Statement on the Fifth Anniversary of the Strategic Defense Initiative

 

March 23, 1988

 

Today marks the fifth anniversary of a program vital to our future security. On March 23, 1983, in announcing our Strategic Defense Initiative -- SDI -- I put forward the vision of a safer and more secure future for our children and our grandchildren, a future free from the threat of the most dangerous weapon mankind has invented: fast-flying ballistic missiles. It was on that date that I challenged our best and brightest scientific minds to undertake a rigorous program of research, development, and testing to find a way to keep the peace through defensive systems, which threaten no one. If we can accomplish this, and I am more and more convinced that we can, we will no longer have to face a future that relies on the threat of nuclear retaliation to ensure our security.

 

The Soviets not only are ahead of us in ballistic missiles but also are deeply engaged in their own SDI-like program. If they are allowed to keep their near monopoly in defenses, we will be left without an effective means to protect our cherished freedoms in the future. But with our own investigation of defenses well underway, we have been able to propose to the Soviets at our arms negotiations in Geneva that both of us protect our nations through increasingly effective defenses, even as we cut back deeply our strategic offensive arms. SDI, in fact, provided a valuable incentive for the Soviets to return to the bargaining table and to negotiate seriously over strategic arms reductions. And as we move toward lower levels of offense, it will be all the more important to have an effective defense.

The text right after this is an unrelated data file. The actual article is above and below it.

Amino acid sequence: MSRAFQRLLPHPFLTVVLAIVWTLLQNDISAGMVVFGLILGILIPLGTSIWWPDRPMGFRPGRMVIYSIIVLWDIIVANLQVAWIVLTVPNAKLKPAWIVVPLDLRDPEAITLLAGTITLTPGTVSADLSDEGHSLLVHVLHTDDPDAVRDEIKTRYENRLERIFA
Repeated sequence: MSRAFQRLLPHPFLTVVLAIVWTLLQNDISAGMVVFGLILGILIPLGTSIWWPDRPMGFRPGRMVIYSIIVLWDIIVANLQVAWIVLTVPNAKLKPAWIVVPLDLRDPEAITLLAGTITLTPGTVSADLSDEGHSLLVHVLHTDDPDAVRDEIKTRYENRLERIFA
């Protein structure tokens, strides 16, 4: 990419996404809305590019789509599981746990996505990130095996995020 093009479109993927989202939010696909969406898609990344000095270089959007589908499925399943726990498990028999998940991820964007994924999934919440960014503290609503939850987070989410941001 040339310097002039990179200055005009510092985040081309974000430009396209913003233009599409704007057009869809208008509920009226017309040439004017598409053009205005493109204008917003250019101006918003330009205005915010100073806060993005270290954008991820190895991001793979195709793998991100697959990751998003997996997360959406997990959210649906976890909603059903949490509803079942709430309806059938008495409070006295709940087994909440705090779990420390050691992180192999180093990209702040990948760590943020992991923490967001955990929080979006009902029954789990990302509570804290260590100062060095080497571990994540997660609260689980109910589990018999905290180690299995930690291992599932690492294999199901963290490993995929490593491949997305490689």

The SDI program is progressing technologically even faster than we expected. We have demonstrated the feasibility of intercepting an attacker's ballistic missiles. We have made rapid progress on sensors, the eyes and ears of a future defensive system. And our research has produced useful spinoffs for conventional defenses and for medicine, air traffic control, and high-speed computing. The problems we face now are largely political. Every year, Congress has cut back the SDI budget. We are now 1 to 2 years behind schedule. Some of our critics question SDI because they believe we are going too fast and doing too much, while others say we should move now to deploy limited defenses -- perhaps to protect our own missiles. While such a defense may initially strengthen today's uneasy balance, SDI's goal is to create a stronger, safer, and morally preferable basis for deterrence by making ballistic missiles obsolete. Thus, we seek to establish truly comprehensive defenses, defenses which will protect the American people and our allies.

 

The American people can never be satisfied with a strategic situation where, to keep the peace, we rely on a threat of vengeance. And we must recognize that we live in an imperfect, often violent world, one in which ballistic missile technology is proliferating despite our efforts to prevent this. We would be doing a grave and dangerous disservice to future generations if we assumed that national leaders everywhere, for all time, will be both peaceful and rational. The challenge before us is of course difficult, but with SDI, we are showing already that we have the technological know-how, the courage, and the patience to change the course of human history.